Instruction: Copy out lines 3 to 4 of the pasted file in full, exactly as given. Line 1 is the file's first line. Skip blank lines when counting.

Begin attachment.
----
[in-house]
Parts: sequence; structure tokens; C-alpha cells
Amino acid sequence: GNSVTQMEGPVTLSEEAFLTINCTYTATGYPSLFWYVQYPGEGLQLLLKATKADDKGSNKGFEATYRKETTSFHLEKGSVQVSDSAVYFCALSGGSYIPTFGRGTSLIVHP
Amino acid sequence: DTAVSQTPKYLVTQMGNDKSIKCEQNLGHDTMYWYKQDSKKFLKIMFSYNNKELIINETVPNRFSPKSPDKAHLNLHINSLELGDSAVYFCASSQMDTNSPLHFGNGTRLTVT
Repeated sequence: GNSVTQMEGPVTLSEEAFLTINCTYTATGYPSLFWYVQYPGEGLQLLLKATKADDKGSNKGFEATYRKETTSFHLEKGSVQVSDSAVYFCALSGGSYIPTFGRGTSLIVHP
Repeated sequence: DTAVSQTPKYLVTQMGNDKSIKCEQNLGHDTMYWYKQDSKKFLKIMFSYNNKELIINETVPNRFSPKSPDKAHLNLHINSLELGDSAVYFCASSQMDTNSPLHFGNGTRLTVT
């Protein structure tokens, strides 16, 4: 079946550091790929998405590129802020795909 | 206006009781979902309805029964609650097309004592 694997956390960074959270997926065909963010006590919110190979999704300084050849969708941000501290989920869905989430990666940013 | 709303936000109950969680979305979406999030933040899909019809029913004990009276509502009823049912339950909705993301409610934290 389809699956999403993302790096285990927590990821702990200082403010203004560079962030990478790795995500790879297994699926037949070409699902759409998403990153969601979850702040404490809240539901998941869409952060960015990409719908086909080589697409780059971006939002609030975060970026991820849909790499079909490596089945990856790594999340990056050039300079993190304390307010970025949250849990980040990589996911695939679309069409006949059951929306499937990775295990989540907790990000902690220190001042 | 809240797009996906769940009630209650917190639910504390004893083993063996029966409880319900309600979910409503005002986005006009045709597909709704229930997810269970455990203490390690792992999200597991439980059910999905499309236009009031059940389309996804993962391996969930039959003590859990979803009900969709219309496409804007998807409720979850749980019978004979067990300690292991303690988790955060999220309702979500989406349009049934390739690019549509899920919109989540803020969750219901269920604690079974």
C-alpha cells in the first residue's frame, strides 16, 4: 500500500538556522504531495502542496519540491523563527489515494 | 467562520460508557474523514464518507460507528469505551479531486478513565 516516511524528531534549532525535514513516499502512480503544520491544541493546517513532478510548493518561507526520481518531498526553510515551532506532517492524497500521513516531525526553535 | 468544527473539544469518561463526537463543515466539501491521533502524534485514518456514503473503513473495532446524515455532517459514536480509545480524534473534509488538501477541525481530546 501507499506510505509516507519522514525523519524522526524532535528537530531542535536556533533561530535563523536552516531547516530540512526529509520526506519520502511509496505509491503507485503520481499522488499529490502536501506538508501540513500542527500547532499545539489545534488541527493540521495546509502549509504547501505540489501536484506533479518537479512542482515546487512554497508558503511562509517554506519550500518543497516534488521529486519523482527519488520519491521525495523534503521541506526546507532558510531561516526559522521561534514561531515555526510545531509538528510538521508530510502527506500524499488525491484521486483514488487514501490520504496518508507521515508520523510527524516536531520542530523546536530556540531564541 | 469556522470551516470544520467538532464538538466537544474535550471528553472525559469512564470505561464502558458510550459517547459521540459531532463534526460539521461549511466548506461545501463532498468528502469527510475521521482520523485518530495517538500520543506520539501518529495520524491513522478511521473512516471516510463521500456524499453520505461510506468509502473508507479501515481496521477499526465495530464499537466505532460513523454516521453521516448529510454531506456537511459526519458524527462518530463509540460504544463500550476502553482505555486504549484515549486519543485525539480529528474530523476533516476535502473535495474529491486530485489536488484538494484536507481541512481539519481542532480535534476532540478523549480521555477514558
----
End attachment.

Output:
Amino acid sequence: GNSVTQMEGPVTLSEEAFLTINCTYTATGYPSLFWYVQYPGEGLQLLLKATKADDKGSNKGFEATYRKETTSFHLEKGSVQVSDSAVYFCALSGGSYIPTFGRGTSLIVHP
Amino acid sequence: DTAVSQTPKYLVTQMGNDKSIKCEQNLGHDTMYWYKQDSKKFLKIMFSYNNKELIINETVPNRFSPKSPDKAHLNLHINSLELGDSAVYFCASSQMDTNSPLHFGNGTRLTVT